Medically reviewed on Aug 22, 2018
Proctitis is inflammation of the lining of the rectum. The rectum is a muscular tube that's connected to the end of your colon. Stool passes through the rectum on its way out of the body.
Proctitis can cause rectal pain, diarrhea, bleeding and discharge, as well as the continuous feeling that you need to have a bowel movement. Proctitis symptoms can be short-lived, or they can become chronic.
Proctitis is common in people who have inflammatory bowel disease (Crohn's disease or ulcerative colitis). Sexually transmitted infections are another frequent cause. Proctitis also can be a side effect of radiation therapy for certain cancers.
Proctitis signs and symptoms may include:
- A frequent or continuous feeling that you need to have a bowel movement
- Rectal bleeding
- Passing mucus through your rectum
- Rectal pain
- Pain on the left side of your abdomen
- A feeling of fullness in your rectum
- Pain with bowel movements
When to see a doctor
Make an appointment with your doctor if you have any signs or symptoms of proctitis.
Several diseases and conditions can cause inflammation of the rectal lining. They include:
- Inflammatory bowel disease. About 30 percent of people with inflammatory bowel disease (Crohn's disease or ulcerative colitis) have inflammation of the rectum.
- Infections. Sexually transmitted infections, spread particularly by people who engage in anal intercourse, can result in proctitis. Sexually transmitted infections that can cause proctitis include gonorrhea, genital herpes and chlamydia. Infections associated with foodborne illness, such as salmonella, shigella and campylobacter infections, also can cause proctitis.
- Radiation therapy for cancer. Radiation therapy directed at your rectum or nearby areas, such as the prostate, can cause rectal inflammation. Radiation proctitis can begin during radiation treatment and last for a few months after treatment. Or it can occur years after treatment.
- Antibiotics. Sometimes antibiotics used to treat an infection can kill helpful bacteria in the bowels, allowing the harmful Clostridium difficile bacteria to grow in the rectum.
- Diversion proctitis. Proctitis can occur in people following some types of colon surgery in which the passage of stool is diverted from the rectum to a surgically created opening (stoma).
- Food protein-induced proctitis. This can occur in infants who drink either cow's milk- or soy-based formula. Infants breast-fed by mothers who eat dairy products also may develop proctitis.
- Eosinophilic proctitis. This condition occurs when a type of white blood cell (eosinophil) builds up in the lining of the rectum. Eosinophilic proctitis affects only children younger than 2.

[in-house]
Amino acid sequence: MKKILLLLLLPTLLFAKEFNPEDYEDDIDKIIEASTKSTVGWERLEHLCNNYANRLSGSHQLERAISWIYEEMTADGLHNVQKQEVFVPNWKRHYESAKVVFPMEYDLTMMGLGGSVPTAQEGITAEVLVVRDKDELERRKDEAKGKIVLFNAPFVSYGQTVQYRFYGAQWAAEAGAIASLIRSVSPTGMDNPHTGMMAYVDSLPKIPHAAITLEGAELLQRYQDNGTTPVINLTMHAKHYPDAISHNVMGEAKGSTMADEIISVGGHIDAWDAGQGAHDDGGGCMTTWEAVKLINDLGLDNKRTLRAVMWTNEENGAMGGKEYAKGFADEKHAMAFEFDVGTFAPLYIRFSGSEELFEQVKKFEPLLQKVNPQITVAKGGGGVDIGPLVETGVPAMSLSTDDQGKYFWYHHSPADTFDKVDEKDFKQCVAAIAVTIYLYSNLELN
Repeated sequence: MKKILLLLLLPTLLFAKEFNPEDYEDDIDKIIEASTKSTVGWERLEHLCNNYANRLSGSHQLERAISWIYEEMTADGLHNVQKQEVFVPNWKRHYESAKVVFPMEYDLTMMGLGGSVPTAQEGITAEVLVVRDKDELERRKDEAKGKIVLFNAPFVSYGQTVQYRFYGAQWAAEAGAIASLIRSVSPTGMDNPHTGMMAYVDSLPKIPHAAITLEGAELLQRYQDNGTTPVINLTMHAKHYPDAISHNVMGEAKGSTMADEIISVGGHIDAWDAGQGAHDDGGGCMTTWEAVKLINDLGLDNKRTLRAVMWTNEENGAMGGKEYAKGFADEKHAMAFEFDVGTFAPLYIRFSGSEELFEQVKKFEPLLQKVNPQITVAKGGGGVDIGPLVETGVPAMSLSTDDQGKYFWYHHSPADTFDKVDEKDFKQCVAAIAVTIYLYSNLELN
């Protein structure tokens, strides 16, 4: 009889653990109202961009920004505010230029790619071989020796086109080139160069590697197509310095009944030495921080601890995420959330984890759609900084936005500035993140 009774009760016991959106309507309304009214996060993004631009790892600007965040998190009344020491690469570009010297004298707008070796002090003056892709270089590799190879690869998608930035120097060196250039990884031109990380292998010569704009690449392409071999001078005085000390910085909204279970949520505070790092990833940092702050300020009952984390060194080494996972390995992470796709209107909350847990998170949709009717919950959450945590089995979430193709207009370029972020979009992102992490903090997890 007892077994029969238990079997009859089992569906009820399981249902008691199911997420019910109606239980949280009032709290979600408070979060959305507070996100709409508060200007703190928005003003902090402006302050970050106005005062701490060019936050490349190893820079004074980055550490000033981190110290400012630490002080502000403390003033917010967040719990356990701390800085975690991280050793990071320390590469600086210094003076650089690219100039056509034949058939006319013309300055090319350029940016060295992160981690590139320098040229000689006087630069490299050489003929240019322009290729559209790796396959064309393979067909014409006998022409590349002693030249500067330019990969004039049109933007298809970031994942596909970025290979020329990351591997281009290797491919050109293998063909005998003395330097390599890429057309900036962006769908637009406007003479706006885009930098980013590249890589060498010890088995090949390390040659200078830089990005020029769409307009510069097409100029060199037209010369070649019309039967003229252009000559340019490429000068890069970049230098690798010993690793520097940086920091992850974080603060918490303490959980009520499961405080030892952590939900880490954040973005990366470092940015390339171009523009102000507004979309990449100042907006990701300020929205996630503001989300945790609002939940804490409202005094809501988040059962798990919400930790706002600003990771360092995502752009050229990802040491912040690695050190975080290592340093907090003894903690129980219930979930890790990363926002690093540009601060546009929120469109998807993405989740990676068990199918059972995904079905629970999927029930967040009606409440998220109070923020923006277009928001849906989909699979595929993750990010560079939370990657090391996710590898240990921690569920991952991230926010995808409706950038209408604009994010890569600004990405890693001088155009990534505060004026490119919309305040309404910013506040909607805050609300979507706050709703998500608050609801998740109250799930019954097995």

Risk factors for proctitis include:
- Unsafe sex. Practices that increase your risk of a sexually transmitted infection (STI) can increase your risk of proctitis. Your risk of contracting an STI increases if you have multiple sex partners, don't use condoms and have sex with a partner who has an STI.
- Inflammatory bowel diseases. Having an inflammatory bowel disease (Crohn's disease or ulcerative colitis ) increases your risk of proctitis.
- Radiation therapy for cancer. Radiation therapy directed at or near your rectum (such as for rectal, ovarian or prostate cancer) increases your risk of proctitis.
Proctitis that isn't treated or that doesn't respond to treatment may lead to complications, including:
- Anemia. Chronic bleeding from your rectum can cause anemia. With anemia, you don't have enough red blood cells to carry adequate oxygen to your tissues. Anemia causes you to feel tired, and you may also experience dizziness, shortness of breath, headache, pale skin and irritability.
- Ulcers. Chronic inflammation in the rectum can lead to open sores (ulcers) on the inside lining of the rectum.
- Fistulas. Sometimes ulcers extend completely through the intestinal wall, creating a fistula, an abnormal connection that can occur between different parts of your intestine, between your intestine and skin, or between your intestine and other organs, such as the bladder and vagina.
To reduce your risk of proctitis, take steps to protect yourself from sexually transmitted infections (STIs). The surest way to prevent an STI is to abstain from sex, especially anal sex. If you choose to have sex, reduce your risk of an STI by:
- Limiting your number of sex partners
- Using a latex condom during each sexual contact
- Not having sex with anyone who has any unusual sores or discharge in the genital area
If you're diagnosed with a sexually transmitted infection, stop having sex until after you've completed treatment. Ask your doctor when it's safe to have sex again.
Tests and procedures used to diagnose proctitis include:
- Blood tests. These can detect blood loss or infections.
- Stool test. You may be asked to collect a stool sample for testing. A stool test may help determine if your proctitis is caused by a bacterial infection.